Jyotirao ‘Jyotiba’ Govindrao Phule was a prominent social reformer and thinker of the nineteenth century India. He led the movement against the prevailing caste-restrictions in India. He revolted against the domination of the Brahmins and struggled for the rights of peasants and other low-caste people. Mahatma Jyotiba Phule was also a pioneer for women education in India and fought for education of girls throughout his life. He is believed to be the first Hindu to start an orphanage for the unfortunate children.
Jyotirao Govindrao Phule was born in Satara district of Maharastra in 1827. His father, Govindrao was a vegetable-vendor at Poona. Jyotirao’s family belonged to ‘mali’ caste and their original title was ‘Gorhay’. Malis were considered as an inferior caste by the Brahmins and were shunned socially. Jyotirao’s father and uncles served as florists, so the family came to be known as `Phule’. Jyotirao’s mother passed away when he was just nine months old.
In 1848, an incident sparked off Jyotiba’s quest against the social injustice of caste discrimination and incited a social revolution in the Indian society. Jyotirao was invited to attend the wedding of one of his friends who belonged to an upper cast Brahmin family. But at the wedding the relatives of the bridegroom insulted and abused Jyotiba when they came to know about his origins. Jyotirao left the ceremony and made up his mind to challenge the prevailing caste-system and social restrictions. He made it his life’s work to hammer away tirelessly at the helms of social majoritarian domination and aimed at emancipation of all human beings that were subjected to this social deprivation.
Efforts Towards Women Education
Jyotiba’s quest for providing women and girls with right to education was supported by his wife Savitribai Phule. One of the few literate women of the time, Savitribai was taught to read and write by her husband Jyotirao. In 1851, Jyotiba established a girls’ school and asked his wife to teach the girls in the school. Later, he opened two more schools for the girls and an indigenous school for the lower castes, especially for the Mahars and Mangs.
Around his time, society was a patriarchal and the position of women was especially abysmal. Female infanticide was a common occurrence and so was child marriage, with children sometimes being married to men much older. These women often became widows before they even hit puberty and were left without any family support. Jyotiba was pained by their plight and established an orphanage in 1854 to shelter these unfortunate souls from perishing at the society’s cruel hands.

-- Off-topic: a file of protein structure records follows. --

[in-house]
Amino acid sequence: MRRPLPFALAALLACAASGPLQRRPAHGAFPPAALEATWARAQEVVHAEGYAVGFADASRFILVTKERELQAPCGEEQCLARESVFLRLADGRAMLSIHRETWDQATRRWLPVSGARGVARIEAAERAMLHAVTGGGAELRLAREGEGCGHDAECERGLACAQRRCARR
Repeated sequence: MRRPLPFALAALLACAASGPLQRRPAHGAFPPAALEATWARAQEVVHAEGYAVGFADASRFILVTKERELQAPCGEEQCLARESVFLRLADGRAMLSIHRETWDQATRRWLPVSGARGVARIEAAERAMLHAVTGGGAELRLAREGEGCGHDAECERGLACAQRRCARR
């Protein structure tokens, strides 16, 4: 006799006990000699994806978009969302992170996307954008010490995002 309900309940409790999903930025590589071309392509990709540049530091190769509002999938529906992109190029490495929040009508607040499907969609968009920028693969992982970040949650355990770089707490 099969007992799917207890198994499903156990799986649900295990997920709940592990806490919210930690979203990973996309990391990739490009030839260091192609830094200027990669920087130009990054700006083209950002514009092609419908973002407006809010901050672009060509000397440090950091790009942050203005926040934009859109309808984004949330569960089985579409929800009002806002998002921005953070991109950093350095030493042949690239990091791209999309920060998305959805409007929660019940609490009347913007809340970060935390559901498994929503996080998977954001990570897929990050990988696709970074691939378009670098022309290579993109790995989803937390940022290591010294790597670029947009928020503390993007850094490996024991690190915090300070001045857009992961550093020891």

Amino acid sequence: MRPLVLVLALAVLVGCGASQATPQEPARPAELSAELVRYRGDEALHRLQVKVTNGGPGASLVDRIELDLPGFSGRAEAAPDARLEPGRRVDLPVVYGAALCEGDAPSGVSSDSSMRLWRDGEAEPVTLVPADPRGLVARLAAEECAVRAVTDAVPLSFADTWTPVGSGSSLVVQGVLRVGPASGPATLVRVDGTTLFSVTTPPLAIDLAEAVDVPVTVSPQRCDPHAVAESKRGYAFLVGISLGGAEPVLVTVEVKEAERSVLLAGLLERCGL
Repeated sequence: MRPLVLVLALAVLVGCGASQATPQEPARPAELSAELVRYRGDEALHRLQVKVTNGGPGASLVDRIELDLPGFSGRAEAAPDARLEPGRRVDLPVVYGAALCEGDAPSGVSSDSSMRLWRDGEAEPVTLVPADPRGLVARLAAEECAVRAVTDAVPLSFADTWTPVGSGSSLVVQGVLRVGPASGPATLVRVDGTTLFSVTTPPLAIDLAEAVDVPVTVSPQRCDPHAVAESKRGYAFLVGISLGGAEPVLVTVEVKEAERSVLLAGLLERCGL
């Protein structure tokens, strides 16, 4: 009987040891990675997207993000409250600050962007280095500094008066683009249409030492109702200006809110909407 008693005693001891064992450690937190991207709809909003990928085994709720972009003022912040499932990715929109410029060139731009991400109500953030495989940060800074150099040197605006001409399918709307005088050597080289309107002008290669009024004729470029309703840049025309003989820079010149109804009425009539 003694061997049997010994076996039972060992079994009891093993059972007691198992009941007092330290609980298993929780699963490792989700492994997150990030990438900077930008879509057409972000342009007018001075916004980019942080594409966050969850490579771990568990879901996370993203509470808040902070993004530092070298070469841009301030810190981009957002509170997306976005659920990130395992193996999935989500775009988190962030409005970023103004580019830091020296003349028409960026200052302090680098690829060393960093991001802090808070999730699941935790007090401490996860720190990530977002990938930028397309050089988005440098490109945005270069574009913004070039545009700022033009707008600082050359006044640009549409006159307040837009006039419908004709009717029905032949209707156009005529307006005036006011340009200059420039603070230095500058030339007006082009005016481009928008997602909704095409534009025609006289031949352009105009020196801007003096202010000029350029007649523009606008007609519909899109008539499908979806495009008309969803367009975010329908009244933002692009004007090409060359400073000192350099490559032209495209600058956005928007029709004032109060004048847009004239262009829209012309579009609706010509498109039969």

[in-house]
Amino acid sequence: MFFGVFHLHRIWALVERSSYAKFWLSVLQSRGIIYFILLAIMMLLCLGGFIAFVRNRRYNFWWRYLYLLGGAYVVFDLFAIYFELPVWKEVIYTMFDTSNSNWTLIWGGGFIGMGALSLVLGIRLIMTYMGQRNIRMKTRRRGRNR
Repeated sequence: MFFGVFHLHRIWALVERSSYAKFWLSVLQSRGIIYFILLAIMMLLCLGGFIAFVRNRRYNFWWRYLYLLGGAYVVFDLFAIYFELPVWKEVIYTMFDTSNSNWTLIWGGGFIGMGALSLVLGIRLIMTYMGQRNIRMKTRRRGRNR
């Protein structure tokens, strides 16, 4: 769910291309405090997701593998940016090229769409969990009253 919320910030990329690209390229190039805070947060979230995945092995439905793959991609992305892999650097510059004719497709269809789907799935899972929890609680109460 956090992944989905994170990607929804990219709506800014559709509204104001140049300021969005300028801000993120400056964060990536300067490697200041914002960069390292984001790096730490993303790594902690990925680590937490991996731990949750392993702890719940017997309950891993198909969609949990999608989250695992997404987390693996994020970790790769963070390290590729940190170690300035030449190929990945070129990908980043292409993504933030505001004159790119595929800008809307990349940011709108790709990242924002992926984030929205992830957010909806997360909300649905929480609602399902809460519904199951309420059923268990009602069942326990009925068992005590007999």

Satya Shodhak Samaj
In 1873, Jyotiba Phule formed the Satya Shodhak Samaj (Society of Seekers of Truth). He undertook a systematic deconstruction of existing beliefs and history, only to reconstruct an equality promoting version. Jyotirao vehemently condemned the Vedas, the ancient holy scriptures of the Hindus. He traced the history of Brahmanism through several other ancient texts and held the Brahmins responsible for framing the exploitative and inhuman laws in order to maintain their social superiority by suppressing the “shudras” and “atishudras” in the society. The purpose of the Satya Shodhak Samaj was to decontaminate the society from caste discrimination and liberate the oppressed lower-caste people from the stigmas inflicted by the Brahmins. Jyotirao Phule was the first person to coin the term ‘Dalits’ to apply to all people considered lower caste and untouchables by the Brahmins. Membership to the Samaj was open to all irrespective of caste and class. Some written records suggest that they even welcomed participation of Jews as members of the Samaj and by 1876 the ‘Satya Shodhak Samaj’ boasted of 316 members. In 1868, Jyotirao decided to construct a common bathing tank outside his house to exhibit his embracing attitude towards all human beings and wished to dine with everyone, regardless of their caste.